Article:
• 4Department of Health Care Policy, Harvard Medical School, Harvard T.H. Chan School of Public Health, Boston, Massachusetts
    • 5Department of Biostatistics, Harvard T.H. Chan School of Public Health, Boston, Massachusetts
    JAMA Netw Open. 2019;2(3):e191938. doi:10.1001/jamanetworkopen.2019.1938
    Key Points español 中文 (chinese)

    Question  What are the patterns of hospitalizations, treatments, and outcomes for older patients with acute myocardial infarction (AMI) over a recent 20-year period in the United States?

    Findings  In this cohort study of data from more than 4.3 million Medicare fee-for-service beneficiaries aged 65 years and older discharged with AMI, declines were found in AMI hospitalizations (914 to 566 per 100 000 beneficiary-years), 30-day mortality (20.0% to 12.4%), and 30-day all-cause readmissions (21.0% to 15.3%). There were increases in the 2014 Consumer Price Index–adjusted median Medicare inpatient payment per AMI discharge ($9282 to $11 031) and 30-day inpatient catheterization (44.2% to 59.9%).

    Meaning  The last 2 decades were marked by large changes in the number of people hospitalized with AMI—and marked improvements in the short- and long-term outcomes along with increases in cost per hospitalization and number of procedures.


    Importance  Medicare and other organizations have focused on improving quality of care for patients with acute myocardial infarction (AMI) over the last 2 decades. However, there is no comprehensive perspective on the evolution of outcomes for AMI during that period, and it is unknown whether temporal changes varied by patient subgroup, hospital, or county.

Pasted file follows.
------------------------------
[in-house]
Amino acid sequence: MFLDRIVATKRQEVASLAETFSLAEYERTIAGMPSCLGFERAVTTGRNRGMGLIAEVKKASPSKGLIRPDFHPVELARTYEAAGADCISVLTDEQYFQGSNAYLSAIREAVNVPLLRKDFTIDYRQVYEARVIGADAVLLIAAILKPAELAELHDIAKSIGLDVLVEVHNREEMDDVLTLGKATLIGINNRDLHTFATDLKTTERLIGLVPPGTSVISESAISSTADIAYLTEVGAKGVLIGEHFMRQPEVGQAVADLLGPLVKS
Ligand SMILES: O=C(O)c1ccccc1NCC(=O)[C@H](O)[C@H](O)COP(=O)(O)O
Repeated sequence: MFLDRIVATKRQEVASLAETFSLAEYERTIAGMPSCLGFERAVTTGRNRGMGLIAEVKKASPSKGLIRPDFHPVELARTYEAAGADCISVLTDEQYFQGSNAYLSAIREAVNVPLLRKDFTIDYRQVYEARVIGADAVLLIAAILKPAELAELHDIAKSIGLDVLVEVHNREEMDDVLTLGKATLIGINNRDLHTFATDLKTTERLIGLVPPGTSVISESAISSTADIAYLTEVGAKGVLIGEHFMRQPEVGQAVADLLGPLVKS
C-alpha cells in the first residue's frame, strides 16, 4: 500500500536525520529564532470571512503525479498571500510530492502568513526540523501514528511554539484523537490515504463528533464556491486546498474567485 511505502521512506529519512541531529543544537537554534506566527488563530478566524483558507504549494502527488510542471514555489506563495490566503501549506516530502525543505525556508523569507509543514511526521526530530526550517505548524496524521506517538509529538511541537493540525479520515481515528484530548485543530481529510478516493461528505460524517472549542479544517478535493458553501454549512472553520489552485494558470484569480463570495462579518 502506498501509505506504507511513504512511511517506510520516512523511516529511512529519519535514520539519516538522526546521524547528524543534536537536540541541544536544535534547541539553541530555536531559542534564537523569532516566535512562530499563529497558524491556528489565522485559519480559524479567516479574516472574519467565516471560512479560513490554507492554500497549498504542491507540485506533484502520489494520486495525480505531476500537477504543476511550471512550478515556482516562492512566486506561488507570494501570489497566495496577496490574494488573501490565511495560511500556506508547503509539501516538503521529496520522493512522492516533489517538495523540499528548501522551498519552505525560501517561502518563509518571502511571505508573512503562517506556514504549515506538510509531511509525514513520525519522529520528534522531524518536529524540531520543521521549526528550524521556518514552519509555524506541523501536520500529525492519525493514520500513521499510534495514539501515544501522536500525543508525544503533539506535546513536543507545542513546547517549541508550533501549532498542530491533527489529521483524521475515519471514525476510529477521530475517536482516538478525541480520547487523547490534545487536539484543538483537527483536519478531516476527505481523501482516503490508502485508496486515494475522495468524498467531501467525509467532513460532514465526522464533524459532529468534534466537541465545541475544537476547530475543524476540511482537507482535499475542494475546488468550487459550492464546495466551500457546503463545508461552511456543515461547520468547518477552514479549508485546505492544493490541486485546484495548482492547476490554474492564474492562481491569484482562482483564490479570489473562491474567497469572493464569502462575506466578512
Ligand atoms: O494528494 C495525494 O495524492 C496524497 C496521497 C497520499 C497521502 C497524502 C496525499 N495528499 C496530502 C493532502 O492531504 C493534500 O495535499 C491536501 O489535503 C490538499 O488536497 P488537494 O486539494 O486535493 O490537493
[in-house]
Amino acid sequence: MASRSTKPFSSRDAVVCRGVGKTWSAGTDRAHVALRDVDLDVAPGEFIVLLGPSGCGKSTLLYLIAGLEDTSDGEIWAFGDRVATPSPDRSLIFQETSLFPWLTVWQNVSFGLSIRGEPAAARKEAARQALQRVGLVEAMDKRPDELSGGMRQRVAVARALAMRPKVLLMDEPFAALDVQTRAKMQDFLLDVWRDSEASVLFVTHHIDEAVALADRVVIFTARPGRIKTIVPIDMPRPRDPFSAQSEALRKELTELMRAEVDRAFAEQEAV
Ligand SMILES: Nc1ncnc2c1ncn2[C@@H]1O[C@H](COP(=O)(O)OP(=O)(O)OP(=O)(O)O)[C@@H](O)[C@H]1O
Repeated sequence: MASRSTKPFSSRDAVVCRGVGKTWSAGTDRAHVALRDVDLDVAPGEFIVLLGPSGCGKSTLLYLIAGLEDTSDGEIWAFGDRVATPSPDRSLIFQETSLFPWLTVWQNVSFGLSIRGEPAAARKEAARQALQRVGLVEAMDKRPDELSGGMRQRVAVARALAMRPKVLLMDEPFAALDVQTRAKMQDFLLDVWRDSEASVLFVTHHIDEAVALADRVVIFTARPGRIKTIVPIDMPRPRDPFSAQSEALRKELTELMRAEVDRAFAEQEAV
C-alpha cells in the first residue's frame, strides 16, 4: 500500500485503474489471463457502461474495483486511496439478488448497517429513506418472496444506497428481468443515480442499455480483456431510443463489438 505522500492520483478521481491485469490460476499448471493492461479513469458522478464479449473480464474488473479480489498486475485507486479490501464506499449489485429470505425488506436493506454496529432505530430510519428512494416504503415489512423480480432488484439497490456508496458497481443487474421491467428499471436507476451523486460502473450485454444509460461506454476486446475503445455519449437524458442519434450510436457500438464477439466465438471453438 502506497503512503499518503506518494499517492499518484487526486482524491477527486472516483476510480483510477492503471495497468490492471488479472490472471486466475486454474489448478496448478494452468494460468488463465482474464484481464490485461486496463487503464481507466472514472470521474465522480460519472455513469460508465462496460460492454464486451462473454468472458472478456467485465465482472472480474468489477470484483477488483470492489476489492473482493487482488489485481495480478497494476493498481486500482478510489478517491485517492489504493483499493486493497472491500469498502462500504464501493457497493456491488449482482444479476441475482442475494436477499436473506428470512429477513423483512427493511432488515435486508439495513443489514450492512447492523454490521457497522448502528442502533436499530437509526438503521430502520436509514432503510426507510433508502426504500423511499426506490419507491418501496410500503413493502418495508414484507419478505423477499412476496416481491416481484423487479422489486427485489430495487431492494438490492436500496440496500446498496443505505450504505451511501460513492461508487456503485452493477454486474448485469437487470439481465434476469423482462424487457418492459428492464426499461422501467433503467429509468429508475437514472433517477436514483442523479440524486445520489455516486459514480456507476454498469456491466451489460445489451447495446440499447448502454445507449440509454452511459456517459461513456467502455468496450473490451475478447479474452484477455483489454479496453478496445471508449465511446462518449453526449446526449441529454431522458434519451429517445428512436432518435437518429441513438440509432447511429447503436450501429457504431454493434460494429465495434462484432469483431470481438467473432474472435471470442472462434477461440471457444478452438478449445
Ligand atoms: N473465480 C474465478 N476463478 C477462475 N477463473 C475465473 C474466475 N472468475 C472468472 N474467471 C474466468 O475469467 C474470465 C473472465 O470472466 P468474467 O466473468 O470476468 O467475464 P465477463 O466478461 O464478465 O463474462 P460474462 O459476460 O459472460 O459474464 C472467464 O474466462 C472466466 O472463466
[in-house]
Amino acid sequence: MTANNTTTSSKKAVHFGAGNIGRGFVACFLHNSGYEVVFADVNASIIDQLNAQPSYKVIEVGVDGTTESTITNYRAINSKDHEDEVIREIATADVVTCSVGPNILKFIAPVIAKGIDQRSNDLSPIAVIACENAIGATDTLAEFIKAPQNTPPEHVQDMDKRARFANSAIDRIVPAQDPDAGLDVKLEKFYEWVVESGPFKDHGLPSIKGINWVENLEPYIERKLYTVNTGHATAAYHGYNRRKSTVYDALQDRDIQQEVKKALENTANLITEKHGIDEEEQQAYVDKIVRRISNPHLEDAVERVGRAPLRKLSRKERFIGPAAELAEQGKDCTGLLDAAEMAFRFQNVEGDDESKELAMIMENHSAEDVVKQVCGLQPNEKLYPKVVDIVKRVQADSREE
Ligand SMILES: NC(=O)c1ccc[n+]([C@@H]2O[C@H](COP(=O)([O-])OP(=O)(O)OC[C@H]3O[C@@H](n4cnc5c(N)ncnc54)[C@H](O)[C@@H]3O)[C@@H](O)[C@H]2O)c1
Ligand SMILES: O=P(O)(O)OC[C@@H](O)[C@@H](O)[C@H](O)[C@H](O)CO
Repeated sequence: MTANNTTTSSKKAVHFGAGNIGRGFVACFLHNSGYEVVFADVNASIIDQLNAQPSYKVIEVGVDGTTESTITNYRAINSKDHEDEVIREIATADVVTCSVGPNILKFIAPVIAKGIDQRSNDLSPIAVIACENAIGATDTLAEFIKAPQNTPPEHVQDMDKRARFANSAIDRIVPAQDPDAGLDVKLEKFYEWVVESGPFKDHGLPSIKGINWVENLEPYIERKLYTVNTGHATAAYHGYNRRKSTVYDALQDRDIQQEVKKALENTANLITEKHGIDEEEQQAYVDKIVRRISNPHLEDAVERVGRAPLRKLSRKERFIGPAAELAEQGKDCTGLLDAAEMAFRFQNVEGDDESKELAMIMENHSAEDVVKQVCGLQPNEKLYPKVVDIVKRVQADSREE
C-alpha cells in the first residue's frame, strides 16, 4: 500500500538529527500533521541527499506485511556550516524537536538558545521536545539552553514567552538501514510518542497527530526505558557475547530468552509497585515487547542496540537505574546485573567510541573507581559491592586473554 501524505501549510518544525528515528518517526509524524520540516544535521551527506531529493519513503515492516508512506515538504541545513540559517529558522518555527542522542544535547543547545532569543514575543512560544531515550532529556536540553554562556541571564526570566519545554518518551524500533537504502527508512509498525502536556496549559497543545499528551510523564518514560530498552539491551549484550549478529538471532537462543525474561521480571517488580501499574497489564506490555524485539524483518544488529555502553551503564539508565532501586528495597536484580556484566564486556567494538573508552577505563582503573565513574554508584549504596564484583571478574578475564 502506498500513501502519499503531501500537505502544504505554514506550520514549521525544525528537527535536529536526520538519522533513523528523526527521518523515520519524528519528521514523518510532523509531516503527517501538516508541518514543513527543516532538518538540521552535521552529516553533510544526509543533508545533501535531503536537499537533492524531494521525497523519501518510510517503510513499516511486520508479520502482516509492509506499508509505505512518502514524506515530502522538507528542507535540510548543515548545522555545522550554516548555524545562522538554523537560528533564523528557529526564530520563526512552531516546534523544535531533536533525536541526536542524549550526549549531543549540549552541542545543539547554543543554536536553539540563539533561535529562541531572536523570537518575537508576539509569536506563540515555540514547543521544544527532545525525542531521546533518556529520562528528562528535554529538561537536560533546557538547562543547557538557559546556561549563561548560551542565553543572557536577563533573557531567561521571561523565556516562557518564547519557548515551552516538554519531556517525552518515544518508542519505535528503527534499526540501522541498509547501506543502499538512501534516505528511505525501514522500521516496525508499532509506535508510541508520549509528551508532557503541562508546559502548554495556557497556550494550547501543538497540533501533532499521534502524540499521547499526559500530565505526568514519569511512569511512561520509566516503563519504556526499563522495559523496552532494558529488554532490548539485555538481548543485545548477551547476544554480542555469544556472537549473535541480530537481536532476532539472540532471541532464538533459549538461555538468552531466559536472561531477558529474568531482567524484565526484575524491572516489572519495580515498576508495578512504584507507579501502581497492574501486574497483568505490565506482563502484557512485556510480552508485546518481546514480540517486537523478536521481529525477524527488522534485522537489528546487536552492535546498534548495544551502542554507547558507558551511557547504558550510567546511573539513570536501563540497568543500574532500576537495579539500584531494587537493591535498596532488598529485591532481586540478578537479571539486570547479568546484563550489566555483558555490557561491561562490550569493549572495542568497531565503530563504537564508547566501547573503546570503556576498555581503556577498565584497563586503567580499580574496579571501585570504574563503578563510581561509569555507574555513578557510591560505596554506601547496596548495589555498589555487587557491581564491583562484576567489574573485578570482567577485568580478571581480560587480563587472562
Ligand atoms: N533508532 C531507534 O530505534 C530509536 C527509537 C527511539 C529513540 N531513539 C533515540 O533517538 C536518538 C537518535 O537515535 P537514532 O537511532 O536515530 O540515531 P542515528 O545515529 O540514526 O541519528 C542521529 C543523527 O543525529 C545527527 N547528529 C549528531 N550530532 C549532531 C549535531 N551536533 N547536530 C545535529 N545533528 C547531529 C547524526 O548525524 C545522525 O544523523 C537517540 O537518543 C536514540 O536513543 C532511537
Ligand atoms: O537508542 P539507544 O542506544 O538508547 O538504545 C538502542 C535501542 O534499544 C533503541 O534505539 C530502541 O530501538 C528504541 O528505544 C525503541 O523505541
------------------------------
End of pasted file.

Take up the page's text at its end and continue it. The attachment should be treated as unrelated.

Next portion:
Objective  To provide a comprehensive evaluation of national trends in inpatient outcomes and costs of AMI during this period.

    Design, Setting, and Participants  This cohort study included analysis of data from a sample of 4 367 485 Medicare fee-for-service beneficiaries aged 65 years or older from January 1, 1995, through December 31, 2014, across 5680 hospitals in the United States. Analyses were conducted from January 15 to June 5, 2018.

    Main Outcomes and Measures  Thirty-day all-cause mortality at the patient, hospital, and county levels. Additional outcomes included 30-day all-cause readmissions; 1-year recurrent AMI; in-hospital mortality; length of hospital stay; 2014 Consumer Price Index–adjusted median Medicare inpatient payment per AMI discharge; and rates of catheterization, percutaneous coronary intervention, and coronary artery bypass graft surgery.

    Results  The cohort included 4 367 485 Medicare fee-for-service patients aged 65 years or older hospitalized for AMI during the study period. Between 1995 and 2014, the mean (SD) age of patients increased from 76.9 (7.2) to 78.2 (8.7) years, the percentage of female patients declined from 49.5% to 46.1%, the percentage of white patients declined from 91.0% to 86.2%, and the percentage of black patients increased from 5.9% to 8.0%. There were declines in AMI hospitalizations (914 to 566 per 100 000 beneficiary-years); 30-day mortality (20.0% to 12.4%; difference, 7.6 percentage points; 95% CI, 7.3-7.8 percentage points); 30-day all-cause readmissions (21.0% to 15.3%; difference, 5.7 percentage points; 95% CI, 5.4-6.0 percentage points); and 1-year recurrent AMI (7.1% to 5.1%; difference, 2.0 percentage points; 95% CI, 1.8-2.2 percentage points). There were increases in the 2014 Consumer Price Index–adjusted median (interquartile range) Medicare inpatient payment per AMI discharge ($9282 [$6969-$12 173] to $11 031 [$8099-$16 861]); 30-day inpatient catheterization (44.2% to 59.9%; difference, 15.7 percentage points; 95% CI, 15.4-16.0 percentage points); and inpatient percutaneous coronary intervention (18.8% to 43.3%; difference, 24.5 percentage points; 95% CI, 24.2-24.7 percentage points). Coronary artery bypass graft surgery rates decreased from 14.4% to 10.2% (difference, 4.2 percentage points; 95% CI, 3.9-4.3 percentage points). There was heterogeneity by hospital and county in the mortality changes over time.

    Conclusions and Relevance  This study shows marked improvements in short-term mortality and readmissions, with an increase in in-hospital procedures and payments, for the increasingly smaller number of Medicare beneficiaries with AMI.